During the last two weekends we have seen a huge effort by the European Prime Ministers to try to fix the migration issue. At first, there was an informal meeting with many, but not all, Head of Government on the 23th and 23th of June. In this meeting the European leaders tried to achieve a common position before the following European Council summit that took place the 28th and the 29th of June.
In this informal summit, Italy presented its own proposal based on some concrete measures, but however very hard to put in place, and some less concrete ones. The two most important proposals were: setting up many centers in origin countries, like more or less the ones already existing and managed by international institutions and change what the Dublin regulation foresees: the provision according to which the country of first arrival is in charge to process the migrants’ requests.
The Italian proposal wasn’t the only one. Another one was suggested by France and Spain: create some hot spot in those countries like Spain, Italy and Greece where most of the migrants land. Moreover, the German Prime Minister tried to figure out a very delicate issue for her: migrants asking for international protection in a European country and then trying to move to Germany. For this reason she talked about bilateral and trilateral agreements, easier to achieve and more useful for her, pressed by her Interior Minister Seehofer.
The last week we had the second round. This time the meeting was an official European Council. Any step further? Many good intentions surely, but the President of the Council Donald Tusk said “as regards our deal on migration, it is far too early to talk about a success”. What does it mean? As Also Macron underlined, the biggest effort has still to be put in place. It was not decided how Dublin asylum mechanism has to be modified. But if it needs many changes, if it needs to be updated or however a deep restyling, the Heads of the European Governments just postponed how and when. They said they will do it.
Another agreement is that there is no mandatory relocation. This is good for the Visegrad block, strongly against it since 2015, but it is not so clear how this matter will affect migrants redistribution among countries. A good point is a new sight on what happens in Africa. It means trying to fix this issue taking into account the origin of the problem. Focusing how to help Africa in a better way is very important. But how will they do it? Giving 500 mln euros to Africa is not a bad idea but, if we compare it with the second tranche of 6 bln euros given to Turkey, it’s quite easy see that it is not enough. And then there is always the question: how will that money be spent? Basically, many good intentions but not so many facts.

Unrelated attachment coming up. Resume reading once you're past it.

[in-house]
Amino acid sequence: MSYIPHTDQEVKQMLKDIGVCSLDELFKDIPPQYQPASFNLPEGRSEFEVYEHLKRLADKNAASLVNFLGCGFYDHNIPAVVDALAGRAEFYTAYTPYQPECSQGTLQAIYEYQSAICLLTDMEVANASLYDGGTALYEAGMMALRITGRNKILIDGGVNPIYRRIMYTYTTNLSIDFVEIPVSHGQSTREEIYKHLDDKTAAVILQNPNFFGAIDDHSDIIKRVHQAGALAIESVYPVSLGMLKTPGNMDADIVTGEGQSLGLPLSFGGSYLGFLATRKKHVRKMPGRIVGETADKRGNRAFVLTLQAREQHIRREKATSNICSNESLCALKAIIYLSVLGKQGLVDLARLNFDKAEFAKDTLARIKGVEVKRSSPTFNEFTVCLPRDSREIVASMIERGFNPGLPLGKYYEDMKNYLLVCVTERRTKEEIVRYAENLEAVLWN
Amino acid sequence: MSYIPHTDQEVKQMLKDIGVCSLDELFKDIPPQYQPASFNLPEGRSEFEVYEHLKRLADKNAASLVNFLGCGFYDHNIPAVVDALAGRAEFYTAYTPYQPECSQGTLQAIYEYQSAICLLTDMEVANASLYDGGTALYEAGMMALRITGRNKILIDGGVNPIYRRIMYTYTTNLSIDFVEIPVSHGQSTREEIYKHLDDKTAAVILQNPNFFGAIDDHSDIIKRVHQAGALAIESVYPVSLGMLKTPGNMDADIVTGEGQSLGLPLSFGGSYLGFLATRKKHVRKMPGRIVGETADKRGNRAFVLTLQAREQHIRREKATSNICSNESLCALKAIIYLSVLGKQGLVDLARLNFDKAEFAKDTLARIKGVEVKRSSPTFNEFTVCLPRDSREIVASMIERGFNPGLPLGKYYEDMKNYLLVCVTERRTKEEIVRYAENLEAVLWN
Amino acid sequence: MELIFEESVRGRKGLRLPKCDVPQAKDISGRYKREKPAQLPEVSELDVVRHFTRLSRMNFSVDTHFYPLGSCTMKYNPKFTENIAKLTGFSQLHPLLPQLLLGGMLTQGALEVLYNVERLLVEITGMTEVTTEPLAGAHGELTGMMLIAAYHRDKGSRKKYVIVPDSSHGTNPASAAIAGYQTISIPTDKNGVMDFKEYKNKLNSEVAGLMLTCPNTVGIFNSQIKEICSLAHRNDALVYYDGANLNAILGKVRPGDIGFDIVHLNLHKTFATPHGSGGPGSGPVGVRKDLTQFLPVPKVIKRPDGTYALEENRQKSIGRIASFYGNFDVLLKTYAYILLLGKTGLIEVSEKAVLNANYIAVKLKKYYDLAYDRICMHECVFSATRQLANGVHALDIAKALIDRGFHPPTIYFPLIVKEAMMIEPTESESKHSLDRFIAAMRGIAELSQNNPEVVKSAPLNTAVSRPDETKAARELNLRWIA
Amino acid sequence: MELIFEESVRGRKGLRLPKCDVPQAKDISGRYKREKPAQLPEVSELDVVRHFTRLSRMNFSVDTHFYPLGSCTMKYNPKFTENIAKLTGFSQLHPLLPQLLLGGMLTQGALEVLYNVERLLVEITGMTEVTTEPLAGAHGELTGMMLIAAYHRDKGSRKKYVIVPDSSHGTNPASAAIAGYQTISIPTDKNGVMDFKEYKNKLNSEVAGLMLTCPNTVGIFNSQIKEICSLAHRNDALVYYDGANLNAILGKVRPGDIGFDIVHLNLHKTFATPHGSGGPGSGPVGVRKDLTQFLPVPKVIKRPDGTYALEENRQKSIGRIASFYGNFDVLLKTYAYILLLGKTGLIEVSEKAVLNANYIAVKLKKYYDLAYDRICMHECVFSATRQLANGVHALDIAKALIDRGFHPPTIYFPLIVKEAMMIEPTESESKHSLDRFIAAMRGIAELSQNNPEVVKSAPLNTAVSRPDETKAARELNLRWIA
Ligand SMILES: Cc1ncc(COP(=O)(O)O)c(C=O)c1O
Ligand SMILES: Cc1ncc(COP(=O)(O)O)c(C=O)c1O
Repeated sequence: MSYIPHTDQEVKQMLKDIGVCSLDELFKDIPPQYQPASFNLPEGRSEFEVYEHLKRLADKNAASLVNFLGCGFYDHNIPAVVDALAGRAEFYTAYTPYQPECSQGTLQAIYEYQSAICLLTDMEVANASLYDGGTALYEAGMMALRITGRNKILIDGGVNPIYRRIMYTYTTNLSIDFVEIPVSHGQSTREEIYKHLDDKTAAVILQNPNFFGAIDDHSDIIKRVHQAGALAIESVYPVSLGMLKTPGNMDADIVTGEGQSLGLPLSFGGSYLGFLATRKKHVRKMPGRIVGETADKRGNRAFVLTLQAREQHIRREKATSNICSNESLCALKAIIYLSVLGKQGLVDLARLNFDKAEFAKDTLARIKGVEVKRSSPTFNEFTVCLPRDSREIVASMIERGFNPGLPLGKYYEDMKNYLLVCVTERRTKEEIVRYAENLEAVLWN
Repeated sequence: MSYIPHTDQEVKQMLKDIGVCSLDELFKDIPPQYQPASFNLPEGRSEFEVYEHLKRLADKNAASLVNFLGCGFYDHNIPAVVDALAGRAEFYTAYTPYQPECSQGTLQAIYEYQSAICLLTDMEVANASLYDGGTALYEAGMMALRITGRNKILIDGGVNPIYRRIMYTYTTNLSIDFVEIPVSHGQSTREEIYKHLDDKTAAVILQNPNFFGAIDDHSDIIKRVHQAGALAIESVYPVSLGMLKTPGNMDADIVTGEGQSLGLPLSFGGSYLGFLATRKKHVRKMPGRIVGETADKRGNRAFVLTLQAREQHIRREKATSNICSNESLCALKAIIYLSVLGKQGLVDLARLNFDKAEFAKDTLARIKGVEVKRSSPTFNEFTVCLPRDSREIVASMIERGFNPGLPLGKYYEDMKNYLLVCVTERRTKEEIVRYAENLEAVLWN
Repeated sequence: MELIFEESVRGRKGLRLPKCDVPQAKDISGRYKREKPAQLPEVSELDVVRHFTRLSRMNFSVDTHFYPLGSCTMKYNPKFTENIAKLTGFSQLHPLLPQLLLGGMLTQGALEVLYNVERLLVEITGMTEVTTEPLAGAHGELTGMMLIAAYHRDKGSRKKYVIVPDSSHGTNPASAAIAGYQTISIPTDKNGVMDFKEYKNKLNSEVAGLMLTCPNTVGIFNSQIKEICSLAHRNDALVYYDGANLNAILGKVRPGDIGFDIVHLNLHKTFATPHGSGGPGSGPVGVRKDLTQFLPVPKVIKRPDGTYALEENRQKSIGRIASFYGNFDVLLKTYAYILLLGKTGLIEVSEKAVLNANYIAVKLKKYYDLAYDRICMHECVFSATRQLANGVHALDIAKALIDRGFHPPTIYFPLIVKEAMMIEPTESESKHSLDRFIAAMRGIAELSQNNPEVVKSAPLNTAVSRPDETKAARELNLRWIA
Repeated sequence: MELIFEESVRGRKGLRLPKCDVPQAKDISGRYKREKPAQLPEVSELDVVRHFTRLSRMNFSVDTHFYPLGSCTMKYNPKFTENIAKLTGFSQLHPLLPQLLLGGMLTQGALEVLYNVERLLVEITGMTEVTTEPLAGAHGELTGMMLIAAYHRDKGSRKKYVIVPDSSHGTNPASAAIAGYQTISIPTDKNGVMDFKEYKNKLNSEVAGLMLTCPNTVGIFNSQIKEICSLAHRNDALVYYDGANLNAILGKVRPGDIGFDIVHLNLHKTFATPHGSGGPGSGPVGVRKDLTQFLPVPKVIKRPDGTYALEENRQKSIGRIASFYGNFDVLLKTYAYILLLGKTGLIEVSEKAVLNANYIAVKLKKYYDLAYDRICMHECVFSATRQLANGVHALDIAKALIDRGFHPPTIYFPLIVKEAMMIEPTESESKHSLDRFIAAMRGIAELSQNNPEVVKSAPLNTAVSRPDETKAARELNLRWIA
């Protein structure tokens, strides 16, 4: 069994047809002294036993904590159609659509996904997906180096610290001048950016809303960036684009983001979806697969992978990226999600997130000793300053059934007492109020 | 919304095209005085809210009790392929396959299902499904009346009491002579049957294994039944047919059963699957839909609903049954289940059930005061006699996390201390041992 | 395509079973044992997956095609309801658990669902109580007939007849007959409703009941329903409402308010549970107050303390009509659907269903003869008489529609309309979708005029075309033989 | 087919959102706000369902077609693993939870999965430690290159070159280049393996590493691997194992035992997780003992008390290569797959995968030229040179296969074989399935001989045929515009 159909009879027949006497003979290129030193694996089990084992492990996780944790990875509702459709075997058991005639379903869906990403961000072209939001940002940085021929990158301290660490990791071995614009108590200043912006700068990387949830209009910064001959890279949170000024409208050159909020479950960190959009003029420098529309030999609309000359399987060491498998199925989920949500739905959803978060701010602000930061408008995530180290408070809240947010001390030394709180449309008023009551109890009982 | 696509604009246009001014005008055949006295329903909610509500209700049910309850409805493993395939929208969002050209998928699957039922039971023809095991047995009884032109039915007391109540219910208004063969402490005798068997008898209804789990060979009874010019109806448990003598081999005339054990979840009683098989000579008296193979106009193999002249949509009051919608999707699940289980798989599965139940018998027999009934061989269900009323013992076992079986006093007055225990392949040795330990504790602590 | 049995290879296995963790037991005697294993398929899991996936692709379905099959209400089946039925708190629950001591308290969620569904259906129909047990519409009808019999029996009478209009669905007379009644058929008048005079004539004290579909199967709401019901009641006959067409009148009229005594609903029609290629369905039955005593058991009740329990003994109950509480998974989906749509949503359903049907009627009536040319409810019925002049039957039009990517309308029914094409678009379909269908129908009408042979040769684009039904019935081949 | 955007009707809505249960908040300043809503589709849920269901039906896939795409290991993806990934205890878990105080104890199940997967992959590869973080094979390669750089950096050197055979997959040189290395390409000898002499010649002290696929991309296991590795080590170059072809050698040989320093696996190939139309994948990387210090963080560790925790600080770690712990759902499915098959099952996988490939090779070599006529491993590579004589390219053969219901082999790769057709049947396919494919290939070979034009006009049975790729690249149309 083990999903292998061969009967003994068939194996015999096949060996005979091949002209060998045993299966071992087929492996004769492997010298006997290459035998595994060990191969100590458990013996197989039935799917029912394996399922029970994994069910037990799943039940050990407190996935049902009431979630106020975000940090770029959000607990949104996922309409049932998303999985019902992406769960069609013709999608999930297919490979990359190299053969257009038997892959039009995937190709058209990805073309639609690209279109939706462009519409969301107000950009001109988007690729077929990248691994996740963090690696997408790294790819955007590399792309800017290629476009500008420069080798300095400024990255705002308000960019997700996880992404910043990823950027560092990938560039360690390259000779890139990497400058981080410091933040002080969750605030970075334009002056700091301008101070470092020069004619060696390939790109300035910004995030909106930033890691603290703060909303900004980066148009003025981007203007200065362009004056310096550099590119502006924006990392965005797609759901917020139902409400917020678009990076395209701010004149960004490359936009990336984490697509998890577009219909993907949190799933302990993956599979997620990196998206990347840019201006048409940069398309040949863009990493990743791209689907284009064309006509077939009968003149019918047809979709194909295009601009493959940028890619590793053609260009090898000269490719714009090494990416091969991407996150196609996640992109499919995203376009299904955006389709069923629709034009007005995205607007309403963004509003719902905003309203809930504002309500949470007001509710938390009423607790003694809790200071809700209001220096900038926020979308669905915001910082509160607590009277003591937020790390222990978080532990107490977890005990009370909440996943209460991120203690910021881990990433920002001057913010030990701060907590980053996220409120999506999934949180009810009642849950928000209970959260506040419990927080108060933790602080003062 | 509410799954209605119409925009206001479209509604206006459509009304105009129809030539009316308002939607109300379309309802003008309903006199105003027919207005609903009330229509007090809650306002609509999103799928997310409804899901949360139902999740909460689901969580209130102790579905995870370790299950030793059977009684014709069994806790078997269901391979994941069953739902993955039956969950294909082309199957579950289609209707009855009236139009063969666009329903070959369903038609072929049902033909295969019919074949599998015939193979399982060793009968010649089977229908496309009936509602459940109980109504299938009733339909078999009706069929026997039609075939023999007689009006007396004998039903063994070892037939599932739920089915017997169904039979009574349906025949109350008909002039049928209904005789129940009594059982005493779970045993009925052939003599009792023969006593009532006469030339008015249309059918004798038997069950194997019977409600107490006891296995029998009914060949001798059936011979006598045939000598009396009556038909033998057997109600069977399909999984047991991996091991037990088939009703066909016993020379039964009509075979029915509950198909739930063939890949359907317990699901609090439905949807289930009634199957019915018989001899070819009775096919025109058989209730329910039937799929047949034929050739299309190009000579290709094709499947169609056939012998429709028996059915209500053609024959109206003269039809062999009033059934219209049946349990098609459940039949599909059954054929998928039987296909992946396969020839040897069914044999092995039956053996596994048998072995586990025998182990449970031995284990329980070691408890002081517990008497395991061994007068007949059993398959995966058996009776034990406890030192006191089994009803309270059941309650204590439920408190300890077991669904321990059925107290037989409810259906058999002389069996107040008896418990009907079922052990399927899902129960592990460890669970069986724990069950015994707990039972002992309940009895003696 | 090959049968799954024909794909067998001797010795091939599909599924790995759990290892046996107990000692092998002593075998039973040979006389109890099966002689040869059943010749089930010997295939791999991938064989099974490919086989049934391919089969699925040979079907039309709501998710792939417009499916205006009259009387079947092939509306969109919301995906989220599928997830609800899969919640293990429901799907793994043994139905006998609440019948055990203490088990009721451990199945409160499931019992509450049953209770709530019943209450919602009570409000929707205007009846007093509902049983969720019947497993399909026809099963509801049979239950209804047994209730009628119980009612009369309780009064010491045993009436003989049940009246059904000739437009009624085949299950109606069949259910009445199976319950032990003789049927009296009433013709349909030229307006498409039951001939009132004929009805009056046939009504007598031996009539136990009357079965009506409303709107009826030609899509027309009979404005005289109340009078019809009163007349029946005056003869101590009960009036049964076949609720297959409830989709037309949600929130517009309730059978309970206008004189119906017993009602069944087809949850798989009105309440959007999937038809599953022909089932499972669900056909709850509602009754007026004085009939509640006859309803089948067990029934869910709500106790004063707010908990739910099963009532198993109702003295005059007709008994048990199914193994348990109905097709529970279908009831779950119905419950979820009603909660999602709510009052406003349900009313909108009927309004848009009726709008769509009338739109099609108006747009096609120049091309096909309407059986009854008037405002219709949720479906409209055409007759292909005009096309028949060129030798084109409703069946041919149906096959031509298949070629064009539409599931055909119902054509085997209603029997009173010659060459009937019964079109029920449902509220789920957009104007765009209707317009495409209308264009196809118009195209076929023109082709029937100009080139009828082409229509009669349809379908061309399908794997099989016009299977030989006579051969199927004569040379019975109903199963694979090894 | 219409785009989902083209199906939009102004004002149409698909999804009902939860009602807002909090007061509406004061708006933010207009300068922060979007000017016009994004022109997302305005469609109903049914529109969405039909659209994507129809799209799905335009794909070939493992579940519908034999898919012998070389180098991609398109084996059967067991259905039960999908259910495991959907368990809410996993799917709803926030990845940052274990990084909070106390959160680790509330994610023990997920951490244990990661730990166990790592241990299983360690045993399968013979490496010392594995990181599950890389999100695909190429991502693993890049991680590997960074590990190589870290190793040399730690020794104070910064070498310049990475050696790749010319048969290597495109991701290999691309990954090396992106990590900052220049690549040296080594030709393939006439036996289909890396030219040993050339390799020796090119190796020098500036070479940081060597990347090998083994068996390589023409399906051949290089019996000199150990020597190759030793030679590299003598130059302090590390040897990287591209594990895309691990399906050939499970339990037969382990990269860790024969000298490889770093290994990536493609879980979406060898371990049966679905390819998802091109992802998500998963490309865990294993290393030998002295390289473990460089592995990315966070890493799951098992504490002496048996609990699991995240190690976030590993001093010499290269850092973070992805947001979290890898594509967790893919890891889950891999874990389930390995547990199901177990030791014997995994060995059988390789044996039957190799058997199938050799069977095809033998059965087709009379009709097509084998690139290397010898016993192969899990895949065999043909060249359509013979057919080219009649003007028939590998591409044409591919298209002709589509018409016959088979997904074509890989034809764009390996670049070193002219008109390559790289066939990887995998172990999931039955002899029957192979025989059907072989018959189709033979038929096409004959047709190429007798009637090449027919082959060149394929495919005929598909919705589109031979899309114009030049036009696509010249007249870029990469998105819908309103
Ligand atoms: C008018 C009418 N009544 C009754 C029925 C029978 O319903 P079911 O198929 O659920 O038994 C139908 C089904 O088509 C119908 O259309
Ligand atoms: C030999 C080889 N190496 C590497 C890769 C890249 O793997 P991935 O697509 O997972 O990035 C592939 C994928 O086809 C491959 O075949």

One of the most interesting thing is that someone has played also another match at same time: Angela Merkel. All the bilateral agreements she arranged will maybe be useful to avoid a crisis with her government ally CSU, especially looking towards the upcoming elections in Bavaria in October. Indeed the German Chancellor came back home with an agreement with sixteen countries (Greece, Spain, Poland, Hungary e Czech Republic, France, Belgium, Denmark, Estonia, Finland, Latvia, Lithuania, Luxembourg, Netherlands, Sweden and Portugal) concerning relocated migrants trying to go to Germany: they should remain in the countries they are. It is quite impressive how Merkel was able to involve three Visegrad countries, while among this volunteers there is not Italy.
A political move by the Italian Government? It could seem a good success for Angela Merkel. But it wasn’t. When she came back home, her Interior Minister Horst Seehofer said, talking with officials of his party, that the agreement was not enough, while the Prime Ministers and Interior Ministers of Visegrád have immediately clarified that no agreement is in place and that they will not take any other migrant. Who is right? Quiet probably, when it will be the time to take decisions without no other chances and time to postpone it, we will know it.